Magazine August 14, 2017, Issue

Collusion Confusion

Robert Mueller departs from a meeting with members of the Senate Judiciary Committee, June 21. (AP Photo/J. Scott Applewhite)
The question is, Collusion in what?

Allegations of Trump-campaign collusion in Russia’s 2016 election meddling have always been studiously ambiguous. The controversy is the subject of a reportedly intensifying investigation by Justice Department special counsel Robert S. Mueller III. Yet collusion is too vague a concept on which to premise a prosecution. The criminal law concerns itself with conspiracy: an agreement between two (or more) people to commit a specified penal-law violation. Conspiracy is a crime. Collusion is two parties collaborating on . . . something. It takes two to tango, but if the pair just make goo-goo eyes, it’s not a tango, even if there’s background music.

The lack of an agreed-upon crime — in this case, between the Trump campaign and the Russian regime — would ordinarily be cause for shutting down an investigation. Indeed, it would be grounds for refusing to appoint a special counsel. Such an appointment is authorized under federal regulations only when there is evidence of a crime that the Justice Department is too conflicted to investigate legitimately.

From the first, the so-called Russia investigation — the probe of Kremlin interference in the 2016 election — has been a counterintelligence investigation. Such an inquiry is not a criminal investigation. It is an exercise in information-gathering, seeking to determine and thwart the intentions of foreign powers to the extent they portend trouble for U.S. interests. It does not seek to build criminal cases. It is the work of intelligence officers, not prosecuting lawyers.

Yet when President Donald J. Trump gave contradictory statements of his rationale for firing FBI director James B. Comey, Democrats and their media friends wailed that Trump was obstructing the Russia investigation. He was not: Presidents have indisputable authority to dismiss executive-branch subordinates, and the Russia investigation continued unaffected — no surprise given that Comey had told Trump he was not a suspect in what was not, in any event, a criminal investigation. The Justice Department nevertheless allowed itself to be browbeaten into appointing a “special counsel.” That’s the closest thing federal law has had to an Archibald Cox–type “special prosecutor” since the independent-counsel statute was allowed to lapse two decades ago (after Democrats had watched a prosecutor wither the Clinton administration).

The lack of an apparent crime — which would cause a normal prosecutor to close his investigative file — has become a blank check for Mueller. Trump’s Justice Department having failed to place limits on his warrant, the special counsel is free to conduct a fishing expedition. Mueller has used his bottomless budget to hire a legion of lawyers with a history of Democratic-party activism and hardball prosecutorial aggression.

The vaporous concept of collusion implies no boundaries on Mueller’s jurisdiction. That makes it a very useful word for the Trump “resistance,” too.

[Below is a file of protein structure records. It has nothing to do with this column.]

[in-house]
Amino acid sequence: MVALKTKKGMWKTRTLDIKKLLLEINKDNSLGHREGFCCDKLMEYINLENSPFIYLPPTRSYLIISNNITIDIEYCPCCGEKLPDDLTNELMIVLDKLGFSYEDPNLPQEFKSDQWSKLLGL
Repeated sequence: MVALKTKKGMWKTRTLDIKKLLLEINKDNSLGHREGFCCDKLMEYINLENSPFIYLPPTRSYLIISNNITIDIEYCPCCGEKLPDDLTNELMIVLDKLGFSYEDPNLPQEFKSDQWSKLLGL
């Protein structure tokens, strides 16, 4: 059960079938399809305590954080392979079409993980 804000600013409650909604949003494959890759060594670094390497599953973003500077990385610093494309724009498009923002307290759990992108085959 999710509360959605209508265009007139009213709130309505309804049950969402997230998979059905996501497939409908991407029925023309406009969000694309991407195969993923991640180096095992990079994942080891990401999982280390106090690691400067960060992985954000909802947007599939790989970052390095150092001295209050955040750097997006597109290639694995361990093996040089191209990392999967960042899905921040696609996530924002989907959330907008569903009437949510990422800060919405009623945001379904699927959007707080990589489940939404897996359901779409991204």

Though credible, the publicly available evidence that Democratic e-mail accounts were hacked by Russian intelligence operatives is hardly overwhelming. There is even less evidence that the publication of e-mails hacked from Democrats had any impact on the outcome of the election. (How many Americans know who John Podesta is? One in a hundred?) And the deduction that Russia’s “cyber espionage” operation was motivated by Putin’s desire that Trump defeat Clinton is sheer speculation by an intelligence community notorious for politicizing its conclusions during Obama’s tenure. It flies in the face of the agencies’ ballyhooed report, which recounts that Russia targeted both Republican and Democratic e-mail accounts. It is also inconsistent with what we know about Putin, whose goal is to undermine America regardless of which party is in power — a goal he successfully advanced when Obama was president and Mrs. Clinton secretary of state.

There are no indications that Russian cyber espionage affected the actual voting process. In fact, in a fleeting moment of candor before the collusion narrative got rolling, Obama touted U.S. national elections — each comprising 50 state elections — as too diffuse and insulated from the Internet for hackers to undermine. So while Russia hacked, it did not “hack the election.” It sought to influence the campaign and incite discord in the aftermath. While hacking is a crime, seeking to influence an election is not. Both Israeli prime minister Benjamin Netanyahu and the pro-Brexit camp in Britain can tell you what it’s like to have President Obama playing for your opponent’s team.

At least so far, there is no indication that anyone working in Trump’s campaign even knew about the hacking, let alone encouraged or took part in it. That’s why we have the ubiquitous talk of collusion. Without a crime to point to, Democrats are left to weave a sinister plot out of nondescript interactions between Russian elements (with varying ties to Putin) and Trump associates (some of them with an attenuated connection to his campaign). As the Clinton Foundation could tell you, it’s not a crime to do business with Russians.

The “collusion” label lets Trump’s detractors demand a wide-ranging investigation without the burden of showing any felonious wrongdoing. “Collusion” being an elastic term, it also allows Democrats to fold newly emergent facts into the nefarious narrative.